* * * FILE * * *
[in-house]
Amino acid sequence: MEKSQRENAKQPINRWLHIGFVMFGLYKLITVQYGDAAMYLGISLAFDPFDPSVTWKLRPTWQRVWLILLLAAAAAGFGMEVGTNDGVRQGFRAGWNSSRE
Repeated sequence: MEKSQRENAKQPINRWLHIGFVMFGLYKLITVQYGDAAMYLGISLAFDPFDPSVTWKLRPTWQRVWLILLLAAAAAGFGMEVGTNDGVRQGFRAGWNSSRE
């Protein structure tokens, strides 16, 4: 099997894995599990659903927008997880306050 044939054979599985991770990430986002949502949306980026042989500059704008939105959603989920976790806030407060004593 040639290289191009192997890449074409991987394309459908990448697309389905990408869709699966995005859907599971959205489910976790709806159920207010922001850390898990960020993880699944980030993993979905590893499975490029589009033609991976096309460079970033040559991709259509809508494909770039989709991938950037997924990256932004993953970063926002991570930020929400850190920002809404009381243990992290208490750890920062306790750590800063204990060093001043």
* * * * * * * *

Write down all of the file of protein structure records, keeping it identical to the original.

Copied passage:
[in-house]
Amino acid sequence: MEKSQRENAKQPINRWLHIGFVMFGLYKLITVQYGDAAMYLGISLAFDPFDPSVTWKLRPTWQRVWLILLLAAAAAGFGMEVGTNDGVRQGFRAGWNSSRE
Repeated sequence: MEKSQRENAKQPINRWLHIGFVMFGLYKLITVQYGDAAMYLGISLAFDPFDPSVTWKLRPTWQRVWLILLLAAAAAGFGMEVGTNDGVRQGFRAGWNSSRE
């Protein structure tokens, strides 16, 4: 099997894995599990659903927008997880306050 044939054979599985991770990430986002949502949306980026042989500059704008939105959603989920976790806030407060004593 040639290289191009192997890449074409991987394309459908990448697309389905990408869709699966995005859907599971959205489910976790709806159920207010922001850390898990960020993880699944980030993993979905590893499975490029589009033609991976096309460079970033040559991709259509809508494909770039989709991938950037997924990256932004993953970063926002991570930020929400850190920002809404009381243990992290208490750890920062306790750590800063204990060093001043």